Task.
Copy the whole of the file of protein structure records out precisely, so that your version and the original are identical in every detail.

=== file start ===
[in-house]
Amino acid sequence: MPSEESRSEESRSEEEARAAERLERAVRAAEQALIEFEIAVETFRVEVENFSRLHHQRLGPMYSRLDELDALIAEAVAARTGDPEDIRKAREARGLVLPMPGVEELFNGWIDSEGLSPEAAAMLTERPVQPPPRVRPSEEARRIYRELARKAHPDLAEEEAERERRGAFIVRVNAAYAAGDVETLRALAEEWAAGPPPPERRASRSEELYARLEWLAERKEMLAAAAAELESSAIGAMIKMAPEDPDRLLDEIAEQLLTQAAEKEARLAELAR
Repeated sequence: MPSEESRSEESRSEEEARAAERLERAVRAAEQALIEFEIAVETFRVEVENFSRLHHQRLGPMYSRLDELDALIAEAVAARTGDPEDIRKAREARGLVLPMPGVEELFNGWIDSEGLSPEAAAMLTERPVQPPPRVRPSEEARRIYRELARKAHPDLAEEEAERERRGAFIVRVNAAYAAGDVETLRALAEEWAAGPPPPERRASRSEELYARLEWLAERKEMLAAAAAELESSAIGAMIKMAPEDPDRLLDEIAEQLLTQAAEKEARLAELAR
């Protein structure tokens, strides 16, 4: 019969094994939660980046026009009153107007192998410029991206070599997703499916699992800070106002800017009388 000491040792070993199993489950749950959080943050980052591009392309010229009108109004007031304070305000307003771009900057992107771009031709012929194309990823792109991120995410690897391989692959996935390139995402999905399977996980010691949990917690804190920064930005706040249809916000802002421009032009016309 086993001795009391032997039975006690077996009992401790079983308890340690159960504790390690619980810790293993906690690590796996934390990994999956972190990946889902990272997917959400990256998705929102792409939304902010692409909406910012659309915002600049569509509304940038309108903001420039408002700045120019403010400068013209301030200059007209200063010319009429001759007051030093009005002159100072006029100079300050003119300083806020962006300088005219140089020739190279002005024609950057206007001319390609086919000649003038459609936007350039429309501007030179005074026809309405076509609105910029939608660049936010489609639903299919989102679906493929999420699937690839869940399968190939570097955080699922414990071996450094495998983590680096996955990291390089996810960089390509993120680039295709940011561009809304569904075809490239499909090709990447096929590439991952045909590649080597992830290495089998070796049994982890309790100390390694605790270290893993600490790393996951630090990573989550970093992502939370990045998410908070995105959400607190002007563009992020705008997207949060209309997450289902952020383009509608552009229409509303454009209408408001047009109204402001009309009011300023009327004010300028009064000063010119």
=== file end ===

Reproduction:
[in-house]
Amino acid sequence: MPSEESRSEESRSEEEARAAERLERAVRAAEQALIEFEIAVETFRVEVENFSRLHHQRLGPMYSRLDELDALIAEAVAARTGDPEDIRKAREARGLVLPMPGVEELFNGWIDSEGLSPEAAAMLTERPVQPPPRVRPSEEARRIYRELARKAHPDLAEEEAERERRGAFIVRVNAAYAAGDVETLRALAEEWAAGPPPPERRASRSEELYARLEWLAERKEMLAAAAAELESSAIGAMIKMAPEDPDRLLDEIAEQLLTQAAEKEARLAELAR
Repeated sequence: MPSEESRSEESRSEEEARAAERLERAVRAAEQALIEFEIAVETFRVEVENFSRLHHQRLGPMYSRLDELDALIAEAVAARTGDPEDIRKAREARGLVLPMPGVEELFNGWIDSEGLSPEAAAMLTERPVQPPPRVRPSEEARRIYRELARKAHPDLAEEEAERERRGAFIVRVNAAYAAGDVETLRALAEEWAAGPPPPERRASRSEELYARLEWLAERKEMLAAAAAELESSAIGAMIKMAPEDPDRLLDEIAEQLLTQAAEKEARLAELAR
């Protein structure tokens, strides 16, 4: 019969094994939660980046026009009153107007192998410029991206070599997703499916699992800070106002800017009388 000491040792070993199993489950749950959080943050980052591009392309010229009108109004007031304070305000307003771009900057992107771009031709012929194309990823792109991120995410690897391989692959996935390139995402999905399977996980010691949990917690804190920064930005706040249809916000802002421009032009016309 086993001795009391032997039975006690077996009992401790079983308890340690159960504790390690619980810790293993906690690590796996934390990994999956972190990946889902990272997917959400990256998705929102792409939304902010692409909406910012659309915002600049569509509304940038309108903001420039408002700045120019403010400068013209301030200059007209200063010319009429001759007051030093009005002159100072006029100079300050003119300083806020962006300088005219140089020739190279002005024609950057206007001319390609086919000649003038459609936007350039429309501007030179005074026809309405076509609105910029939608660049936010489609639903299919989102679906493929999420699937690839869940399968190939570097955080699922414990071996450094495998983590680096996955990291390089996810960089390509993120680039295709940011561009809304569904075809490239499909090709990447096929590439991952045909590649080597992830290495089998070796049994982890309790100390390694605790270290893993600490790393996951630090990573989550970093992502939370990045998410908070995105959400607190002007563009992020705008997207949060209309997450289902952020383009509608552009229409509303454009209408408001047009109204402001009309009011300023009327004010300028009064000063010119």